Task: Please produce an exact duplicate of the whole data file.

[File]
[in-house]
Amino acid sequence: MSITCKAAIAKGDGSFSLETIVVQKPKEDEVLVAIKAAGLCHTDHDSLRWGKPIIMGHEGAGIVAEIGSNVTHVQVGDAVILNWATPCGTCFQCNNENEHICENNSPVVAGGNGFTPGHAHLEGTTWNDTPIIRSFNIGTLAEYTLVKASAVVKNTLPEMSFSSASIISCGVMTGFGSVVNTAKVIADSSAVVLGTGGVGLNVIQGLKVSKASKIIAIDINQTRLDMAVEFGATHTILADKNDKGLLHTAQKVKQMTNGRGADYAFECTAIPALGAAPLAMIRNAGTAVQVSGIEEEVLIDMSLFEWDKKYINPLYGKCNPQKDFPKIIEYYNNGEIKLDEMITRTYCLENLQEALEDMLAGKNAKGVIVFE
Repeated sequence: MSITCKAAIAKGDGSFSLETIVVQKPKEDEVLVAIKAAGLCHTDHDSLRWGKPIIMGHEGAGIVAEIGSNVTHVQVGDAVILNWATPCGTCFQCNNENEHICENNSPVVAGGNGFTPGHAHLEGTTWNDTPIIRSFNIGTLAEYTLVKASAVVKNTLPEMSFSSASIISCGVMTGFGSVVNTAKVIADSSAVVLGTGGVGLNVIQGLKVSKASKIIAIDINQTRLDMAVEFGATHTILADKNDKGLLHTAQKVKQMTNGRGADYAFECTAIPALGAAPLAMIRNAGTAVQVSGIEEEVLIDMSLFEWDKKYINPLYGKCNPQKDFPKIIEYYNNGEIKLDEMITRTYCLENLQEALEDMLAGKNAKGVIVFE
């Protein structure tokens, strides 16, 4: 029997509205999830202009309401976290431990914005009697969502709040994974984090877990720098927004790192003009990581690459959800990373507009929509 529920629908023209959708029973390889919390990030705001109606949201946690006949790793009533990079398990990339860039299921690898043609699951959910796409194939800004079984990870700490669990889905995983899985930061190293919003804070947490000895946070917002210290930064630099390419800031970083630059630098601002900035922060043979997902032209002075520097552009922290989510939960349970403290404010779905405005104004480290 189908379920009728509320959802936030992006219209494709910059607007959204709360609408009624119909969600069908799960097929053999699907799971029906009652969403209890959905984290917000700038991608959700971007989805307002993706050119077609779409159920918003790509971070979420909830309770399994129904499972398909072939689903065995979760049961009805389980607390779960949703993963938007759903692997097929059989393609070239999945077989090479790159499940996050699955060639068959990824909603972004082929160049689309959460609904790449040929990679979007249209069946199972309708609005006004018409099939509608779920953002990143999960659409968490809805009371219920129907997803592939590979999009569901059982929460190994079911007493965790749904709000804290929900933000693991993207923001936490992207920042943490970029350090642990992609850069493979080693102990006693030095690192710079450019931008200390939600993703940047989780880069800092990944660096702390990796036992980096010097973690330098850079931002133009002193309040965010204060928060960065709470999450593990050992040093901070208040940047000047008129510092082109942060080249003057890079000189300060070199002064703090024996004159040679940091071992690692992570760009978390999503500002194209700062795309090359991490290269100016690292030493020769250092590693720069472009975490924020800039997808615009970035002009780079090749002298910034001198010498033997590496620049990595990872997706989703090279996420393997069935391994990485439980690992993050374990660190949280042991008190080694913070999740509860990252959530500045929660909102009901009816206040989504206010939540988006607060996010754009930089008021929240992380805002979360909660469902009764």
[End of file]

[in-house]
Amino acid sequence: MSITCKAAIAKGDGSFSLETIVVQKPKEDEVLVAIKAAGLCHTDHDSLRWGKPIIMGHEGAGIVAEIGSNVTHVQVGDAVILNWATPCGTCFQCNNENEHICENNSPVVAGGNGFTPGHAHLEGTTWNDTPIIRSFNIGTLAEYTLVKASAVVKNTLPEMSFSSASIISCGVMTGFGSVVNTAKVIADSSAVVLGTGGVGLNVIQGLKVSKASKIIAIDINQTRLDMAVEFGATHTILADKNDKGLLHTAQKVKQMTNGRGADYAFECTAIPALGAAPLAMIRNAGTAVQVSGIEEEVLIDMSLFEWDKKYINPLYGKCNPQKDFPKIIEYYNNGEIKLDEMITRTYCLENLQEALEDMLAGKNAKGVIVFE
Repeated sequence: MSITCKAAIAKGDGSFSLETIVVQKPKEDEVLVAIKAAGLCHTDHDSLRWGKPIIMGHEGAGIVAEIGSNVTHVQVGDAVILNWATPCGTCFQCNNENEHICENNSPVVAGGNGFTPGHAHLEGTTWNDTPIIRSFNIGTLAEYTLVKASAVVKNTLPEMSFSSASIISCGVMTGFGSVVNTAKVIADSSAVVLGTGGVGLNVIQGLKVSKASKIIAIDINQTRLDMAVEFGATHTILADKNDKGLLHTAQKVKQMTNGRGADYAFECTAIPALGAAPLAMIRNAGTAVQVSGIEEEVLIDMSLFEWDKKYINPLYGKCNPQKDFPKIIEYYNNGEIKLDEMITRTYCLENLQEALEDMLAGKNAKGVIVFE
């Protein structure tokens, strides 16, 4: 029997509205999830202009309401976290431990914005009697969502709040994974984090877990720098927004790192003009990581690459959800990373507009929509 529920629908023209959708029973390889919390990030705001109606949201946690006949790793009533990079398990990339860039299921690898043609699951959910796409194939800004079984990870700490669990889905995983899985930061190293919003804070947490000895946070917002210290930064630099390419800031970083630059630098601002900035922060043979997902032209002075520097552009922290989510939960349970403290404010779905405005104004480290 189908379920009728509320959802936030992006219209494709910059607007959204709360609408009624119909969600069908799960097929053999699907799971029906009652969403209890959905984290917000700038991608959700971007989805307002993706050119077609779409159920918003790509971070979420909830309770399994129904499972398909072939689903065995979760049961009805389980607390779960949703993963938007759903692997097929059989393609070239999945077989090479790159499940996050699955060639068959990824909603972004082929160049689309959460609904790449040929990679979007249209069946199972309708609005006004018409099939509608779920953002990143999960659409968490809805009371219920129907997803592939590979999009569901059982929460190994079911007493965790749904709000804290929900933000693991993207923001936490992207920042943490970029350090642990992609850069493979080693102990006693030095690192710079450019931008200390939600993703940047989780880069800092990944660096702390990796036992980096010097973690330098850079931002133009002193309040965010204060928060960065709470999450593990050992040093901070208040940047000047008129510092082109942060080249003057890079000189300060070199002064703090024996004159040679940091071992690692992570760009978390999503500002194209700062795309090359991490290269100016690292030493020769250092590693720069472009975490924020800039997808615009970035002009780079090749002298910034001198010498033997590496620049990595990872997706989703090279996420393997069935391994990485439980690992993050374990660190949280042991008190080694913070999740509860990252959530500045929660909102009901009816206040989504206010939540988006607060996010754009930089008021929240992380805002979360909660469902009764």